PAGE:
Hearing loss linked to snoring and sleep apnoea

Sleep apnoea and heavy snoring is independently associated with a 31 per cent increase in high frequency hearing impairment.

Sleep apnoea is positively linked to increased risk of heart disease and diabetes, amongst numerous other serious health problems, but a large U.S. study has now found that the sleeping disorder is also linked to hearing loss.

Listening

Sleep apnoea is the temporary cessation of breathing during sleep, which in some cases is due to obstruction of the upper airway by enlarged tonsils causing loud snoring and fighting for their breath.

The study investigated data gathered from almost 14,000 U.S. participants in the Hispanic Community Health Study. About 53 per cent of respondents were women and on average the subjects were 41 years old. All of them dad completed detailed in-home sleep studies and audiometric (hearing) testing. About 10 per cent of the study volunteers had sleep apnoea and 30 per cent had some form of hearing impairment, according to the study.

People in the study were more likely to have hearing impairment if they were of Cuban and Puerto Rican backgrounds, had a higher body mass index or BMI (an indication of being overweight), were people who snored, or had been diagnosed as having sleep apnoea.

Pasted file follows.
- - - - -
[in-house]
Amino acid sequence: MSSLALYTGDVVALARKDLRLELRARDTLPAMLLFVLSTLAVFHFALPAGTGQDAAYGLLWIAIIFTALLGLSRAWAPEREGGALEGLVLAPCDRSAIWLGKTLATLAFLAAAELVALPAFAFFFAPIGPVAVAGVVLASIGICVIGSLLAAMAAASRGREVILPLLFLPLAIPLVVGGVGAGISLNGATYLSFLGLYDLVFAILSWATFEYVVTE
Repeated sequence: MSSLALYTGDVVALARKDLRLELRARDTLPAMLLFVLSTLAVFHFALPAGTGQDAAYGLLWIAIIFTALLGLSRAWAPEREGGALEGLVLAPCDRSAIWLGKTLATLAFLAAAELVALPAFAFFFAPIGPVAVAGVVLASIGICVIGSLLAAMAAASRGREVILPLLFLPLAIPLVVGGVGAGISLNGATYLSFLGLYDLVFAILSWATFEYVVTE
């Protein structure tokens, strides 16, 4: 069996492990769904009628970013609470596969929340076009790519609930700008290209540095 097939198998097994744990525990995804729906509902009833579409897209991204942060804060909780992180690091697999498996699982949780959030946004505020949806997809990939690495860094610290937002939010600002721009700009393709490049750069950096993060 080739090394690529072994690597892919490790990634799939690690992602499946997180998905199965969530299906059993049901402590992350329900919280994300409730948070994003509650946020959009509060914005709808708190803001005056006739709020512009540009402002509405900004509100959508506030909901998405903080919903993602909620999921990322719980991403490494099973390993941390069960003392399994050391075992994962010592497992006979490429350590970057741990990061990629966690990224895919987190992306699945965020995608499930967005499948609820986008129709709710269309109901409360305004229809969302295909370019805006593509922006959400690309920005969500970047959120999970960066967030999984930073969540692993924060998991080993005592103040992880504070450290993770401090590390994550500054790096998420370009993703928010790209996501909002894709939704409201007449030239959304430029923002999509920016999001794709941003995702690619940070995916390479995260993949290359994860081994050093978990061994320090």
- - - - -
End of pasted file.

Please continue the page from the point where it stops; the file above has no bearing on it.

The study authors found that sleep apnoea was associated with a 31 per cent increase in high frequency hearing impairment and a 90 per cent increase in low frequency hearing impairment. Sleep apnoea was also linked to a 38 per cent increase in both high and low frequency hearing loss. Speech tends to fall in the low frequency range so the results are both serious and widespread amongst snorers and apnoea sufferers.

The findings were presented at the American Thoracic Society International Conference in San Diego, California last week and further studies into the wider community are now being planned.

Habitual, loud snoring is a key symptom of obstructive sleep apnoea, (OSA), a disease that affects 12-18 million Americans and is known to increase the risk of many health problems including heart disease, stroke, high blood pressure, erectile dysfunction and depression. The actual number of sufferers is definitely much higher and may be 70-80 million, as most cases of OSA are known to be untreated and undiagnosed – in fact, the key indicator of the problem, heavy snoring, is foolishly ignored.

Only one thing can be concluded from the study the lead Researcher said: “There is the potential that treating sleep apnoea may improve hearing loss.” and she went on to say that people with sleep apnoea should be screened for hearing impairment since it is shown to be associated with the disorder.

For many sleep apnoea sufferers relief lies in an effective treatment called oral appliance therapy which uses a “mouth-guard” like device worn only during sleep to hold your jaw forward and open your airway. Pioneered by dentists, oral appliance therapy began its surge into sleep apnoea treatment plans in the early 1990s.

Now, more than 20 years later, a growing mass of research is proving that oral appliances are a highly effective alternative to the inconvenience and difficulties of using CPAP, (a mask based oxygen supply), and that patients are more likely to use oral appliances, even seven days a week, to get a good night’s rest, improve their health, and even prolong their lives.

So if you’ve got hearing problems, and you snore, do something about it.

John Redfern